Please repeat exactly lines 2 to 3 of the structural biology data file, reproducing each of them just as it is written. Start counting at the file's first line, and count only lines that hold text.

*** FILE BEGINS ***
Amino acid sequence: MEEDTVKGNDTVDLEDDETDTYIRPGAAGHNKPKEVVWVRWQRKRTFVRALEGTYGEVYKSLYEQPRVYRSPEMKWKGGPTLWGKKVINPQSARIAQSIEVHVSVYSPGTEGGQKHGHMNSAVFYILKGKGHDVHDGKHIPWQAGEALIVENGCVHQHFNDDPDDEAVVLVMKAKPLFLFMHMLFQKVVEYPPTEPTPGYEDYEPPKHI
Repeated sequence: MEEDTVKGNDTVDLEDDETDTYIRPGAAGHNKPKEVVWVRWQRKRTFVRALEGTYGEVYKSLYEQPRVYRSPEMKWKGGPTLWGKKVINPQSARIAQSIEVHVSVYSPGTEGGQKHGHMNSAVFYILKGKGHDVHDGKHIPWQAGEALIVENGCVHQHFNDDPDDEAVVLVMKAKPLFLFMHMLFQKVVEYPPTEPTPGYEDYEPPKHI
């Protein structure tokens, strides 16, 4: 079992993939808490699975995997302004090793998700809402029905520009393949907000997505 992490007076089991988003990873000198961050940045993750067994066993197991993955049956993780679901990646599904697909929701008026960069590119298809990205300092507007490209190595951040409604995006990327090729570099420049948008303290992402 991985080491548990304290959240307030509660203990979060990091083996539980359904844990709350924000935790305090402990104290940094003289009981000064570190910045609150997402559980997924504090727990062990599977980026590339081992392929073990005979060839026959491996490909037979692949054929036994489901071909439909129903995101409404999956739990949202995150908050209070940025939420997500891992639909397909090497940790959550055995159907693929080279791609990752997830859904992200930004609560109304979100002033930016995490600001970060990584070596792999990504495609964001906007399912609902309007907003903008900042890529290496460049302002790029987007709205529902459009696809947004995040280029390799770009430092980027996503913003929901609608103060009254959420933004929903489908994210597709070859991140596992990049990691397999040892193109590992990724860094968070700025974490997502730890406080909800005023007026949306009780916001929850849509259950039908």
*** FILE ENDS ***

Repeated sequence: MEEDTVKGNDTVDLEDDETDTYIRPGAAGHNKPKEVVWVRWQRKRTFVRALEGTYGEVYKSLYEQPRVYRSPEMKWKGGPTLWGKKVINPQSARIAQSIEVHVSVYSPGTEGGQKHGHMNSAVFYILKGKGHDVHDGKHIPWQAGEALIVENGCVHQHFNDDPDDEAVVLVMKAKPLFLFMHMLFQKVVEYPPTEPTPGYEDYEPPKHI
């Protein structure tokens, strides 16, 4: 079992993939808490699975995997302004090793998700809402029905520009393949907000997505 992490007076089991988003990873000198961050940045993750067994066993197991993955049956993780679901990646599904697909929701008026960069590119298809990205300092507007490209190595951040409604995006990327090729570099420049948008303290992402 991985080491548990304290959240307030509660203990979060990091083996539980359904844990709350924000935790305090402990104290940094003289009981000064570190910045609150997402559980997924504090727990062990599977980026590339081992392929073990005979060839026959491996490909037979692949054929036994489901071909439909129903995101409404999956739990949202995150908050209070940025939420997500891992639909397909090497940790959550055995159907693929080279791609990752997830859904992200930004609560109304979100002033930016995490600001970060990584070596792999990504495609964001906007399912609902309007907003903008900042890529290496460049302002790029987007709205529902459009696809947004995040280029390799770009430092980027996503913003929901609608103060009254959420933004929903489908994210597709070859991140596992990049990691397999040892193109590992990724860094968070700025974490997502730890406080909800005023007026949306009780916001929850849509259950039908």